Sunday, July 17, 2011
'Daniel Webster': Devilish Delight
“The Devil and Daniel Webster,” also known as “All That Money Can Buy,” is a refreshingly enjoyable fable made with intelligence and imagination while featuring a slew of fine performances.
Based upon Stephen Vincent Benet’s short story, this morality play concerns Jabez Stone (James Craig), a hard-working New Hampshire farmer who hits a rough spot. Filled with frustration, Jabez says he’ll sell his soul to the devil for two cents.
Thus enters Mr. Scratch (Walter Huston), a.k.a. the Devil, who promises Jabez riches in exchange for his soul. Jabez signs a seven-year contract with Mr. Scratch and is rewarded immediately with a “hidden” treasure of gold coins in his barn. Jabez begins paying off his debt and buys simple luxuries – a bonnet and a shawl – for his lovely wife Mary (Anne Shirley) and his mother (Jane Darwell), both of whom are suspicious yet accepting of his newfound wealth.
But greed begins to take over Jabez. His simple loans to neighboring farmers initially help them dig out of financial servitude to Miser Stevens (John Qualen), who himself has made a pact with the devil. But as Jabez’s wealth increases, his generosity decreases and he ultimately becomes even worse than Stevens.
On the even of the birth of his son, Jabez begins to question his agreement with the devil. Sensing discontentment, Mr. Scratch replies by replacing the Stone’s maid with Belle (Simone Simon, below with Craig), a devilish creature who beguiles Jabez. As his son grows, Jabez’s paranoia expands as he becomes the wealthiest man around, with Belle at his side and Mary frightened by what Jabez has become.
In fact, one neighbor remarks of Jabez, “A strange sickness seems to have come over him, a plague of sorts, like the Bible tells.”
Meanwhile, the great New Hampshire Congressman Daniel Webster (Edward Arnold), renowned for his intelligence and ability to fight for good in Washington, is alerted to Jabez’s behavior by Mary, a long-time family friend. Webster, having waved off repeated temptations from the Devil to help him become President, decides to fight Mr. Scratch for the return of Jabez’s soul.
The film was released by RKO in 1941 and is known by an alternate title, “All That Money Can Buy.” There was a feel to this movie that made me immediately think of “Citizen Kane,” also released by RKO that same year. It was a time when studio chief George Schaefer was willing to take chances on risky A-movie product. However, despite excellent notices for “The Devil and Daniel Webster,” it failed at the box office.
Thankfully, “Devil” holds up well today because it doesn’t feel like a typical Hollywood product from the early 1940s. Even the presentation of the credits signals a departure in tone for this film, with simply “In front of the camera” followed by the list of actors and “Behind the camera” with a list of the filmmakers.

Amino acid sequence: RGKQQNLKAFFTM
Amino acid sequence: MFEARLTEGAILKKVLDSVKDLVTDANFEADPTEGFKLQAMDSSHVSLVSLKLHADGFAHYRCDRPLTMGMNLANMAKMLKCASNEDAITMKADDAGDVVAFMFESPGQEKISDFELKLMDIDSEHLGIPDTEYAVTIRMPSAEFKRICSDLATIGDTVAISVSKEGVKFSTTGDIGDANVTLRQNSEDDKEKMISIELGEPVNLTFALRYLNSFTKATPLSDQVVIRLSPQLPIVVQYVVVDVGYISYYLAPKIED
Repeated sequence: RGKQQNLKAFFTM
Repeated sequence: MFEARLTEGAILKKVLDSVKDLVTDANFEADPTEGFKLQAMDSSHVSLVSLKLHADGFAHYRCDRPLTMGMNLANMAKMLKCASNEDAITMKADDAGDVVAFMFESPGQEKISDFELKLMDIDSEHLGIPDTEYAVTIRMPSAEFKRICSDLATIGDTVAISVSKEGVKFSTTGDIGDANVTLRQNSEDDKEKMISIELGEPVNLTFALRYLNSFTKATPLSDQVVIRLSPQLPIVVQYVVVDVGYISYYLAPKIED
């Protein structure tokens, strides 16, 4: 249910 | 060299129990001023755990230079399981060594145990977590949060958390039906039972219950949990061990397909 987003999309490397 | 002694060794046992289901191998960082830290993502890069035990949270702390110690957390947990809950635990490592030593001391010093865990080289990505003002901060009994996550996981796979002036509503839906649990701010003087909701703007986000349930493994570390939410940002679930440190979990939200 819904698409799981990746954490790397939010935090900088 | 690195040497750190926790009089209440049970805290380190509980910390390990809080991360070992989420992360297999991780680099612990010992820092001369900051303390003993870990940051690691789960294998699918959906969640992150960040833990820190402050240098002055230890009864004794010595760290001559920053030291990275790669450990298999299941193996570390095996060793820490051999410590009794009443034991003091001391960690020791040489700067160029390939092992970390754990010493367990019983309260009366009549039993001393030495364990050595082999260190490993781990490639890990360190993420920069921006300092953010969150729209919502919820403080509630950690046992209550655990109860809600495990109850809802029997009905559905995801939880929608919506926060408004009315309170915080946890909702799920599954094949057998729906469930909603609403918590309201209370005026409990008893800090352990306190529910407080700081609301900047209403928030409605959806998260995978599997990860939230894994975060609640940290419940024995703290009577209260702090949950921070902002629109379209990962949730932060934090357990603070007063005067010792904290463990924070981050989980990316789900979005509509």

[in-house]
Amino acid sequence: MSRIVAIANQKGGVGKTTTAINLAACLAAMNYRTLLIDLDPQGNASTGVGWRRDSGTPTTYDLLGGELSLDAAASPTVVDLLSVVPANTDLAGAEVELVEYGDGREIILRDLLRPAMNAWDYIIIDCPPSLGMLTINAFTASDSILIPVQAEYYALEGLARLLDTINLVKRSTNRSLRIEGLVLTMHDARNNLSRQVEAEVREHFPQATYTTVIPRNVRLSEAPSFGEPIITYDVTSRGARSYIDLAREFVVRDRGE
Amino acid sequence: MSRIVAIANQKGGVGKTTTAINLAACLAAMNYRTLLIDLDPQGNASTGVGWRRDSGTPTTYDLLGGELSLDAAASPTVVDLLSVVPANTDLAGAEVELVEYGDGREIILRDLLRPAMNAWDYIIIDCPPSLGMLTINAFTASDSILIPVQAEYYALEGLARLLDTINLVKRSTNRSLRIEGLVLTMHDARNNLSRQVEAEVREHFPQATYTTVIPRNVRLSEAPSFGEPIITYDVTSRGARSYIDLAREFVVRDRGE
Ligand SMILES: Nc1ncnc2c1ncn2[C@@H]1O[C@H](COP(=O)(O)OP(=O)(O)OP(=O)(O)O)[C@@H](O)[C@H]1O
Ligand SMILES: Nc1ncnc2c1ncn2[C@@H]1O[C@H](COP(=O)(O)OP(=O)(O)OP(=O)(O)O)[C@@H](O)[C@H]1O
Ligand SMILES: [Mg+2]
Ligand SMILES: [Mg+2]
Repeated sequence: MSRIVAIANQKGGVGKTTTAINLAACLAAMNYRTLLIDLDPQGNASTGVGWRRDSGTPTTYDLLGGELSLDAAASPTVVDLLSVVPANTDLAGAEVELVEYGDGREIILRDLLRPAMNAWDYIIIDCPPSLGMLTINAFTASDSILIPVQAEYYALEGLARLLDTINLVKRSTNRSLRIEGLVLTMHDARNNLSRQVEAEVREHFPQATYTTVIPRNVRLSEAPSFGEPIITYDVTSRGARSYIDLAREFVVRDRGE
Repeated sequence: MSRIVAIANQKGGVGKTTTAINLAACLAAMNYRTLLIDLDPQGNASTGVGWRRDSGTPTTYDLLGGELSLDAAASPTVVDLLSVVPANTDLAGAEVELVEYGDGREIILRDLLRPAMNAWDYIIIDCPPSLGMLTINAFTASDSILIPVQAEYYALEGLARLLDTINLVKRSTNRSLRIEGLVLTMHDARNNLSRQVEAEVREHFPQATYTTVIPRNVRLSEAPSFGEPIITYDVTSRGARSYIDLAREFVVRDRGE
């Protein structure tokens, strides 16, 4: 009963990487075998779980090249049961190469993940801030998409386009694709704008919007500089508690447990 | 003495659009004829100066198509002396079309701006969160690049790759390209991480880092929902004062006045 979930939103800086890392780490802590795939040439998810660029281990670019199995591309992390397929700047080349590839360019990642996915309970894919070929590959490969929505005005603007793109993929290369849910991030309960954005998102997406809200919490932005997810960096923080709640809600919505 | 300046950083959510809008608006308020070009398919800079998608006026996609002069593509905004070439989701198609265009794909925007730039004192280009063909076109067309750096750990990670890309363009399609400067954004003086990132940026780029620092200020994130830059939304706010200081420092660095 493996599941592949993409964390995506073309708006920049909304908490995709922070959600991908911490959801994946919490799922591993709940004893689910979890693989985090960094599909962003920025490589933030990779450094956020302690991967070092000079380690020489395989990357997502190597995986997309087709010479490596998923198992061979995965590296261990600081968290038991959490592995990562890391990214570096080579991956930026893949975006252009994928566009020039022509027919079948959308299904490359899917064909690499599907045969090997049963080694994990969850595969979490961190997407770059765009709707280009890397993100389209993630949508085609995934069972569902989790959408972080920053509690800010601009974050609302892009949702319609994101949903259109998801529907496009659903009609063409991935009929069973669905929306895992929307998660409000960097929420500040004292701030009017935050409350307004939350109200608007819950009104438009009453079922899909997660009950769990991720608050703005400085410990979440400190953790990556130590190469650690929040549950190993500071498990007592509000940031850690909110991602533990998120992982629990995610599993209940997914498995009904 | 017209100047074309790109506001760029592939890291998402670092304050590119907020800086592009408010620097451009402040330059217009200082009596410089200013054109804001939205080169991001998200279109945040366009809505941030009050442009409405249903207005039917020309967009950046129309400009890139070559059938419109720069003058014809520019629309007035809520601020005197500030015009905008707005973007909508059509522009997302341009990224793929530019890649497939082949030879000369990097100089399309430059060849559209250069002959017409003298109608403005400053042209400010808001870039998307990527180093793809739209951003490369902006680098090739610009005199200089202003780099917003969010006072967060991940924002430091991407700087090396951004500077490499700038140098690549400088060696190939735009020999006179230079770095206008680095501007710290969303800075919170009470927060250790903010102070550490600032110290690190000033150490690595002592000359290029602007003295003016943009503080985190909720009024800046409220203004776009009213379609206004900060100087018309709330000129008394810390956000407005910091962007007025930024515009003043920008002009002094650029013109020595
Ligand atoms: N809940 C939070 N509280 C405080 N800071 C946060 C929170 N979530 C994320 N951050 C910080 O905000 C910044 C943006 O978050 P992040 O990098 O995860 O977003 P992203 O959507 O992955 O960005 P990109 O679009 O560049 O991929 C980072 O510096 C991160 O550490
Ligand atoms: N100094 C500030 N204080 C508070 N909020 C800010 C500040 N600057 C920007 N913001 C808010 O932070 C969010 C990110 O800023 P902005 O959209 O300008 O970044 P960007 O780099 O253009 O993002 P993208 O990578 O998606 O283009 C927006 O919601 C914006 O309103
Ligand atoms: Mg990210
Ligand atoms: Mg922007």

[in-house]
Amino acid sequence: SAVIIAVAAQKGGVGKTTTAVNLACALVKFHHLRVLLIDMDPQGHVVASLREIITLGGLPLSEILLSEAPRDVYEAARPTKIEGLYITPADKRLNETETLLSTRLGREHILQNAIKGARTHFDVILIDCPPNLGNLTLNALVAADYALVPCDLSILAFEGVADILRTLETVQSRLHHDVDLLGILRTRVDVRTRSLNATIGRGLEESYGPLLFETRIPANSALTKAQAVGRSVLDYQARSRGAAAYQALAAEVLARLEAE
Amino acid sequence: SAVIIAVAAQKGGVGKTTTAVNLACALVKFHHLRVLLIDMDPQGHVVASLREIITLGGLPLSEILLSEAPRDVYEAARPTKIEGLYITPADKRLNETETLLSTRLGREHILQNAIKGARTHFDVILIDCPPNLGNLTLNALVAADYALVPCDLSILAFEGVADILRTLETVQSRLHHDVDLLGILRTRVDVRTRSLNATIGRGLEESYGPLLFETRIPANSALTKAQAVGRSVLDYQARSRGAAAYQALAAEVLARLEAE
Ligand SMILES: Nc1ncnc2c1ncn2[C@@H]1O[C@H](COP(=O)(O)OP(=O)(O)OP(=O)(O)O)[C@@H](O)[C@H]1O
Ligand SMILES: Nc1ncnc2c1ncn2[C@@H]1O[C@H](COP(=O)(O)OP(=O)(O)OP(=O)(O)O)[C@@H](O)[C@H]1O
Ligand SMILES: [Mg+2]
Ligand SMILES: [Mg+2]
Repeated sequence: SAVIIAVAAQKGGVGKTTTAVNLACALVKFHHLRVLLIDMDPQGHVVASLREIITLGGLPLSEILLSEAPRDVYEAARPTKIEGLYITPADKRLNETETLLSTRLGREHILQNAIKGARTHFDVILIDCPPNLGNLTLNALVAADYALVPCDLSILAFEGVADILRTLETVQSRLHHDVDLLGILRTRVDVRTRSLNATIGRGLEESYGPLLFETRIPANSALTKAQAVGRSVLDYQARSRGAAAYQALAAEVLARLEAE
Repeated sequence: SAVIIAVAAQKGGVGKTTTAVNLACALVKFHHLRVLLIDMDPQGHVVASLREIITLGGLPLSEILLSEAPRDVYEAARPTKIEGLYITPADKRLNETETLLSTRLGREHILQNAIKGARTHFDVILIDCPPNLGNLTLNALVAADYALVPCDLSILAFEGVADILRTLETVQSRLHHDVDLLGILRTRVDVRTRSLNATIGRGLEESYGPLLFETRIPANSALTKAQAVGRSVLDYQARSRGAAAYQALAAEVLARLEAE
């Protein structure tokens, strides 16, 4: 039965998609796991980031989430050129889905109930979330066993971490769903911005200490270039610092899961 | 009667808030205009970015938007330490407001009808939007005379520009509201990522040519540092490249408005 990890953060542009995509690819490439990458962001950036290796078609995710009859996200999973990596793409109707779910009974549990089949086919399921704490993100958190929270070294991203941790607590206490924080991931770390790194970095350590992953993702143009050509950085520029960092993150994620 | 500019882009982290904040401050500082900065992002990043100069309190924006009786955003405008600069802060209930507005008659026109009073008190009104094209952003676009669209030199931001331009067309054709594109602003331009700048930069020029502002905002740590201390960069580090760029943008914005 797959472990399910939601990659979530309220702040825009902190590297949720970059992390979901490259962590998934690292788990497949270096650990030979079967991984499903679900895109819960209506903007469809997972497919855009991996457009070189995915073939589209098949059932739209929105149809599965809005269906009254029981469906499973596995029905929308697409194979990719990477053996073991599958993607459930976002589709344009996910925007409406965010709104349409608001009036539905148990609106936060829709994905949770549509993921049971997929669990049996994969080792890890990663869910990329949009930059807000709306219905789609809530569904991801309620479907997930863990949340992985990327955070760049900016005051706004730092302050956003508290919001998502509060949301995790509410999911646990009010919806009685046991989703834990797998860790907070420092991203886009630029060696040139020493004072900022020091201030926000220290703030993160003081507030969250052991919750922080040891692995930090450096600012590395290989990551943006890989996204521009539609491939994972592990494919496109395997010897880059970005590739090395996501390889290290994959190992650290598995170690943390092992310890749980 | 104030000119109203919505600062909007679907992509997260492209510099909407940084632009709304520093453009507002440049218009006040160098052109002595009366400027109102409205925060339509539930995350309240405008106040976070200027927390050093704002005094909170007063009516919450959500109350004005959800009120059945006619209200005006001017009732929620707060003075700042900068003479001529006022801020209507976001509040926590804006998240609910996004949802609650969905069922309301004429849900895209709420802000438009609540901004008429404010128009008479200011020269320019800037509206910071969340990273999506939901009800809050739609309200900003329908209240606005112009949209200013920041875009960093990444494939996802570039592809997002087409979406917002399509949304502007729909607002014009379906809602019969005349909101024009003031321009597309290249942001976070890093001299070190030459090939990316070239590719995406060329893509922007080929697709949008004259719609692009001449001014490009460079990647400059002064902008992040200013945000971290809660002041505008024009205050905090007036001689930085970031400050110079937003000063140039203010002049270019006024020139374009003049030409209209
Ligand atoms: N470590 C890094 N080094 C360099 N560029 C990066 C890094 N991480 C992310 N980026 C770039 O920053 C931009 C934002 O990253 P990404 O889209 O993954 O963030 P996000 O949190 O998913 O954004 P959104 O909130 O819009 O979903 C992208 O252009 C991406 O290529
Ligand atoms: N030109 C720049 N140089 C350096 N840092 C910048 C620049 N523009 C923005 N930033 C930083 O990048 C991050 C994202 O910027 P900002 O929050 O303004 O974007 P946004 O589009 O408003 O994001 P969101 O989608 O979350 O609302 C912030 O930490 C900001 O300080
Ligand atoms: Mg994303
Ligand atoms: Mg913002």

The somber beginning details the hardships in the small town and on the Stone farm. Every scene has a harsh look to it until the contract with the devil is signed, when the fortunes and scenery of the Stone family change. Perhaps this opening turned off audiences who did not feel entertained.
The special effects are simple yet effective, from Mr. Scratch’s fiery bursts to intriguing camera effects meant to keep the viewer off-balance. For example, the birth of Jabez’s son coincides with the harvest dance, during which Belle begins to lure Jabez. The increasing tempo of the dance, deep shadows and quick cutting from face to face create an eerie atmosphere.
Even the photo of Jabez and Belle above, with Belle backlit by the fire to illustrate her ties to the devil, shows the film’s visual flair.
The director, William Dieterle, came to RKO from Warner Brothers in 1939 to make the Charles Laughton version of “The Hunchback of Notre Dame.” Dieterle clearly works his magic on “Devil” in one of his best films.
If some of the backdrops look fake – at one point Jabez is looking out of a window and you could swear the sky is less than a foot from his face – the performances are incredible. Huston earned an Oscar nomination for Best Actor (below, right). The magnetism of his performance makes you think he’s in the film more than he is (the title characters, despite the final showdown, are really supporting players). He ingeniously decides not to play the Devil with menacing power. Instead, with a wide, toothy grin, a fearless demeanor and a propensity to pop up in unexpected places, Huston brings rakish glee to Mr. Scratch.
Arnold (above, left) is every bit his match as Webster by combining warmth, intelligence and passion. Craig, the true lead of the film, gives perhaps his best performance as he slowly falls prey to the clutches of greed.
At first, Shirley resembled Olivia de Havilland so closely that I began to question when the latter was at RKO! Shirley is almost too lovely to convey the hardships of the town but does the best she can with the typical supportive wife role. However, Simon, a beauty with a crooked smile, is truly creepy as the seductive Belle.
Rounding out the excellent cast are veteran character actors Darwell, Qualen, Gene Lockhart and H.B. Warner.
Also worth mentioning is Bernard Herrmann’s excellent Oscar-winning score that fits the mood of the piece rather than the symphonic dramatics of the era. Robert Wise worked as editor – as he did on “Citizen Kane” – and Joseph August (who worked with John Ford during the 1930s) is the cinematographer.
The Devil and Daniel Webster” may not have made money upon its release. And if the film was made today, the special effects would overshadow all else. What makes the original work is an engrossing story told in a way that matches the seductive lure of Mr. Scratch. It’s a morality tale, a slice of Americana and top-notch entertainment rolled into one.